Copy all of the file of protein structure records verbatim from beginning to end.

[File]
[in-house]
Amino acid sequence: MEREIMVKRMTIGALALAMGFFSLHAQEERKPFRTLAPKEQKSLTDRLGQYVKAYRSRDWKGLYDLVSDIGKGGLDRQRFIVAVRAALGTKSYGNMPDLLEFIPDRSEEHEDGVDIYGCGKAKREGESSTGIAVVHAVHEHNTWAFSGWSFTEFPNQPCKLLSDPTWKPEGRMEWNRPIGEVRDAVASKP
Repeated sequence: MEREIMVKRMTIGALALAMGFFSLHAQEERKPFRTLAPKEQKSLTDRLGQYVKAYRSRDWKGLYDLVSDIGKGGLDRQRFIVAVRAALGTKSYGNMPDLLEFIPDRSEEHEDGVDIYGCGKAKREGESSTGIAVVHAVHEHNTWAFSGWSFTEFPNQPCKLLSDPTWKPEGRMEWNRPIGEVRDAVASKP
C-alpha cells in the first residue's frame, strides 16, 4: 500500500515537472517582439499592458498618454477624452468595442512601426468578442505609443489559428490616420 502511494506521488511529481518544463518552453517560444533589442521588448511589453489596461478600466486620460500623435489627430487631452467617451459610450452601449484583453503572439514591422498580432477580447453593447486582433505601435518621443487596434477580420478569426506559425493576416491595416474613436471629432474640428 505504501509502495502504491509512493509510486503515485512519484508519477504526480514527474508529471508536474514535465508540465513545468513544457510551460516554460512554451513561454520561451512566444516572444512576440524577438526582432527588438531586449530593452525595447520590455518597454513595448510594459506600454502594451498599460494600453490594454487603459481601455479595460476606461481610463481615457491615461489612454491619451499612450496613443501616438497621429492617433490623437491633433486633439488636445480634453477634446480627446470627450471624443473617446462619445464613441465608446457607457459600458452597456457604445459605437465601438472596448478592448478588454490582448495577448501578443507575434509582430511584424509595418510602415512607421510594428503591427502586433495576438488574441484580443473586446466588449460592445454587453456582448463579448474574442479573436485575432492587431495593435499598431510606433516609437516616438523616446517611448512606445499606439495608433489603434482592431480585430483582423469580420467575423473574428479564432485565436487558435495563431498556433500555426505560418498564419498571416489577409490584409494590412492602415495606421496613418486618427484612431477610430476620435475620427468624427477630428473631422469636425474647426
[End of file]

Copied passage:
[in-house]
Amino acid sequence: MEREIMVKRMTIGALALAMGFFSLHAQEERKPFRTLAPKEQKSLTDRLGQYVKAYRSRDWKGLYDLVSDIGKGGLDRQRFIVAVRAALGTKSYGNMPDLLEFIPDRSEEHEDGVDIYGCGKAKREGESSTGIAVVHAVHEHNTWAFSGWSFTEFPNQPCKLLSDPTWKPEGRMEWNRPIGEVRDAVASKP
Repeated sequence: MEREIMVKRMTIGALALAMGFFSLHAQEERKPFRTLAPKEQKSLTDRLGQYVKAYRSRDWKGLYDLVSDIGKGGLDRQRFIVAVRAALGTKSYGNMPDLLEFIPDRSEEHEDGVDIYGCGKAKREGESSTGIAVVHAVHEHNTWAFSGWSFTEFPNQPCKLLSDPTWKPEGRMEWNRPIGEVRDAVASKP
C-alpha cells in the first residue's frame, strides 16, 4: 500500500515537472517582439499592458498618454477624452468595442512601426468578442505609443489559428490616420 502511494506521488511529481518544463518552453517560444533589442521588448511589453489596461478600466486620460500623435489627430487631452467617451459610450452601449484583453503572439514591422498580432477580447453593447486582433505601435518621443487596434477580420478569426506559425493576416491595416474613436471629432474640428 505504501509502495502504491509512493509510486503515485512519484508519477504526480514527474508529471508536474514535465508540465513545468513544457510551460516554460512554451513561454520561451512566444516572444512576440524577438526582432527588438531586449530593452525595447520590455518597454513595448510594459506600454502594451498599460494600453490594454487603459481601455479595460476606461481610463481615457491615461489612454491619451499612450496613443501616438497621429492617433490623437491633433486633439488636445480634453477634446480627446470627450471624443473617446462619445464613441465608446457607457459600458452597456457604445459605437465601438472596448478592448478588454490582448495577448501578443507575434509582430511584424509595418510602415512607421510594428503591427502586433495576438488574441484580443473586446466588449460592445454587453456582448463579448474574442479573436485575432492587431495593435499598431510606433516609437516616438523616446517611448512606445499606439495608433489603434482592431480585430483582423469580420467575423473574428479564432485565436487558435495563431498556433500555426505560418498564419498571416489577409490584409494590412492602415495606421496613418486618427484612431477610430476620435475620427468624427477630428473631422469636425474647426